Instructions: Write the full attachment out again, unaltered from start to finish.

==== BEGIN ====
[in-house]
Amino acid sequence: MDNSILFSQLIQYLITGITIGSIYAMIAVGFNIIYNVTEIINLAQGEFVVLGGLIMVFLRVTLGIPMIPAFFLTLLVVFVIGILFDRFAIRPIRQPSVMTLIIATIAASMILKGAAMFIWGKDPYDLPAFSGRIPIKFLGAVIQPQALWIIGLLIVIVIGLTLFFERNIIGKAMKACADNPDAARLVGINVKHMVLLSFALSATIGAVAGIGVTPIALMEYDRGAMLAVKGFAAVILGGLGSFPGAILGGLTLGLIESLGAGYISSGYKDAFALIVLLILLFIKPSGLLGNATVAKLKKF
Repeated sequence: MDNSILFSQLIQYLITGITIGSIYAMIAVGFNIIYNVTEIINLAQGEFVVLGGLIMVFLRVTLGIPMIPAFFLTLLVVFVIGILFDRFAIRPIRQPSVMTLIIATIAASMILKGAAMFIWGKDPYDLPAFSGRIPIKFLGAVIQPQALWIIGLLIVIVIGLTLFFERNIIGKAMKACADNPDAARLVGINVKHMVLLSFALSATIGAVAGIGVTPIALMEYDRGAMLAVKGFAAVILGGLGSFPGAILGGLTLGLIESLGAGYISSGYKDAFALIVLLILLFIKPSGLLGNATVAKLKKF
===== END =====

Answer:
[in-house]
Amino acid sequence: MDNSILFSQLIQYLITGITIGSIYAMIAVGFNIIYNVTEIINLAQGEFVVLGGLIMVFLRVTLGIPMIPAFFLTLLVVFVIGILFDRFAIRPIRQPSVMTLIIATIAASMILKGAAMFIWGKDPYDLPAFSGRIPIKFLGAVIQPQALWIIGLLIVIVIGLTLFFERNIIGKAMKACADNPDAARLVGINVKHMVLLSFALSATIGAVAGIGVTPIALMEYDRGAMLAVKGFAAVILGGLGSFPGAILGGLTLGLIESLGAGYISSGYKDAFALIVLLILLFIKPSGLLGNATVAKLKKF
Repeated sequence: MDNSILFSQLIQYLITGITIGSIYAMIAVGFNIIYNVTEIINLAQGEFVVLGGLIMVFLRVTLGIPMIPAFFLTLLVVFVIGILFDRFAIRPIRQPSVMTLIIATIAASMILKGAAMFIWGKDPYDLPAFSGRIPIKFLGAVIQPQALWIIGLLIVIVIGLTLFFERNIIGKAMKACADNPDAARLVGINVKHMVLLSFALSATIGAVAGIGVTPIALMEYDRGAMLAVKGFAAVILGGLGSFPGAILGGLTLGLIESLGAGYISSGYKDAFALIVLLILLFIKPSGLLGNATVAKLKKF